Originally published on February 10, 2020 3:28 pm
Rural economies could get a massive boost under policies meant to decrease carbon emissions, according to an analysis by the Center for American Progress, a progressive think tank.
The analysis, published in January, found that by enacting climate policies, such as investing in soil health to sequester carbon and incentivizing renewable energy, $8 billion could be funneled to rural communities.
“If done right, taking climate action will be a win-win for rural communities, counteracting the shifts to their way of life,” the report states. “Taking action will also help them to preserve a rich heritage.”
By bolstering soil health programs, for example, there could be less erosion during floods and more carbon staying in the ground. And improved broadband access — another investment the report advocates for — could help more farmers use precision agriculture and decrease the amount of fertilizer and water they use.
Ryan Richards, one of the co-authors of the study, said farmers and land managers are already aware of these programs, but there’s limited funding and not everyone can participate.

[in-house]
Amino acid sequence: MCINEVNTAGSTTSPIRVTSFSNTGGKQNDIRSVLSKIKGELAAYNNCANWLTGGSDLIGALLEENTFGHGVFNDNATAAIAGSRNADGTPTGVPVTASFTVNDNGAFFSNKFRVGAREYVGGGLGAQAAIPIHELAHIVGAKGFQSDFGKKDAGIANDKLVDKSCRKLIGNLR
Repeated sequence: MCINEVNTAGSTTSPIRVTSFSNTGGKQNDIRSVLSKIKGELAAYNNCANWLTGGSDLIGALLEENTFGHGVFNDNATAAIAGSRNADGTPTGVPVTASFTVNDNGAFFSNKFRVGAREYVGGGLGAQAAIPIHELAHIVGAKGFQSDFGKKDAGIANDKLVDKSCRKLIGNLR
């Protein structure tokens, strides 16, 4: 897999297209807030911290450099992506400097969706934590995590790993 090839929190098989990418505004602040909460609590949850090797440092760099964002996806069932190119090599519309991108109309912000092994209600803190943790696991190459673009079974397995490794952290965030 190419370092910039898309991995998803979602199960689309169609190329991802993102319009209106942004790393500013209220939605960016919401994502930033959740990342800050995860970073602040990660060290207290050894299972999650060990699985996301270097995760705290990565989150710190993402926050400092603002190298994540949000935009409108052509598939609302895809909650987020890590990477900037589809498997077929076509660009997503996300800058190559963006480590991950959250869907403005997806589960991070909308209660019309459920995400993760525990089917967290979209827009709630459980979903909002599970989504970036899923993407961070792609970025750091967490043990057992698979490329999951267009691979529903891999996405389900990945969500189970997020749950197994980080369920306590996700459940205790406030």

“We don’t need to reinvent the wheel here,” he said. “What we need to do is provide support to the folks who want to do good, to give them that platform to do so.”
However, Richards said investing in rural communities is just one part of a larger effort needed to mitigate climate change.
Find reporter Madelyn Beck on Twitter @MadelynBeck8
Copyright 2020 Boise State Public Radio
This story was produced by the Mountain West News Bureau, a collaboration between Wyoming Public Media, Boise State Public Radio in Idaho, KUER in Salt Lake City, KUNR in Nevada, the O’Connor Center For the Rocky Mountain West in Montana, and KRCC and KUNC in Colorado.
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